Strelley Health Centre in special measures after inspectors find staff lacking training

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Strelley Health Centre (Picture: Google)

Inspectors have said staff at Strelley Health Centre had ‘not all received the training required for them to perform their roles effectively and safely’.

The centre received an ‘inadequate’ overall rating after a visit from the Care Quality Commission, and was found to be ‘inadequate’ in four of the five measured areas.

In the other area, caring, it got ‘requires improvement’.

Beechdale Medical Group Partnership, which runs services at the centre, says improvements have already been made since the inspection.

The Care Quality Commission rates each health service on whether they are safe, effective, caring, responsive and well-led.

The service, on Strelley Road, has now been placed in special measures, meaning it will be monitored and inspected again within six months.

If sufficient improvements have not been made, the commission has the right to prevent the provider from operating the service.

In the report, the Chief Inspector of General Practice wrote: “The practice had not addressed identified concerns with infection control and electrical safety.

“Not all staff had received the training required for them to perform their roles effectively and safely.”

In terms of safety, the report read: “The healthcare assistant did not receive any supervision and there was no evidence their practice had been observed by a clinician.

“There was limited evidence available to illustrate GPs had received any training or to what level.”

The health centre’s cleanliness was also called into question with inspectors saying ‘the practice had not maintained appropriate standards of cleanliness and hygiene’.

The report, written following a visit in May, said: “We saw a sharps bin in one treatment room had been taken into use on June 14 2016.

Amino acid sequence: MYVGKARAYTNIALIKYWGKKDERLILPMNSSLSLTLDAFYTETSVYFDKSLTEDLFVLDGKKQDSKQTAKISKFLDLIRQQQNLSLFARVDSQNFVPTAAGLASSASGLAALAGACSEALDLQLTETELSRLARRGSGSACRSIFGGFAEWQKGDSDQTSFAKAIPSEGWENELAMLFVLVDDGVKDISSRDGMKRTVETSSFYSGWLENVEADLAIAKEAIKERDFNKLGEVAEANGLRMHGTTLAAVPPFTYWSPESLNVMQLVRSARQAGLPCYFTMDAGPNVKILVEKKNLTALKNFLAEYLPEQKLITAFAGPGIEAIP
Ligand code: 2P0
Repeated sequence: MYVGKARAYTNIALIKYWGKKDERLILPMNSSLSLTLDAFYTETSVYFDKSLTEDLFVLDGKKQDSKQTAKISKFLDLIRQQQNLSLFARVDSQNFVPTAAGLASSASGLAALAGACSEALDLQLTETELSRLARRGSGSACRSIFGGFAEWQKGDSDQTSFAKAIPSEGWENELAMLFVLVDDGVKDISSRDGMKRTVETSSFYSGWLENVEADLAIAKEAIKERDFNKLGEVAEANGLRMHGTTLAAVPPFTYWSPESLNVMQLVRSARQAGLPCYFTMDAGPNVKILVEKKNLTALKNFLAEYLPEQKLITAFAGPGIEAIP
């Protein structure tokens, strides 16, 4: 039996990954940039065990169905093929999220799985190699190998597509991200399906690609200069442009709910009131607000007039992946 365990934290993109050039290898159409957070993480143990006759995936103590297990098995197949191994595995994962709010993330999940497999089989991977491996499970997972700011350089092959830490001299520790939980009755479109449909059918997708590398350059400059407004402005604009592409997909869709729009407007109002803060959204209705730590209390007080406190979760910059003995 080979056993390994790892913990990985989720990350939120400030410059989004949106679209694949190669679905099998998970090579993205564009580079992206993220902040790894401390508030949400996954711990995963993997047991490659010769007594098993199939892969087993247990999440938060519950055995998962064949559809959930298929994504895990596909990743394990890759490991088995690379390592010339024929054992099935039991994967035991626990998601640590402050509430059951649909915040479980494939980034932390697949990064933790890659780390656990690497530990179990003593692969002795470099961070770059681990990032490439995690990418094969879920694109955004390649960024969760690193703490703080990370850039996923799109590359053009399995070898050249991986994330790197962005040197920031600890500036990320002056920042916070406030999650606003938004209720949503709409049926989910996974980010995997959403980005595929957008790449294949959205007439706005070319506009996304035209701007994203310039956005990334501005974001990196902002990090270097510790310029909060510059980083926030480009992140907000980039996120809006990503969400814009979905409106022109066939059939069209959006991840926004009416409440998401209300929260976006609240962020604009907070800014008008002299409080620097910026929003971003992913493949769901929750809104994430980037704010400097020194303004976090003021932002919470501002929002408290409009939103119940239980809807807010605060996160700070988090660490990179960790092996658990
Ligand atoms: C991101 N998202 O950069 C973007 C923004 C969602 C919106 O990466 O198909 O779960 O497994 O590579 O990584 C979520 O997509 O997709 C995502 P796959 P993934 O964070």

“It is recognised best practice they are decommissioned and disposed of after three months or when three-quarters full, whichever is sooner.

“The arrangements for managing medicines, including emergency medicines and vaccines, in the practice did not minimise the risks to patient safety (including obtaining, prescribing, recording, handling, storing, security and disposal).”

A statement from Beechdale Medical Group, which runs the health centre, said: “The CQC has identified areas where we need to improve, a process which we commenced immediately and prior to the release of the inspection reports.

“Steps have already been taken in the last five months which have included the expansion of our GP workforce to provide additional available appointments, the recruitment of three new senior managers, the purchasing of new medical equipment, installation of new phone systems and measures to improve clinical governance processes.

“We are confident that the steps we have taken will benefit the patients who live in our locality and indeed already we have received much positive patient feedback.”

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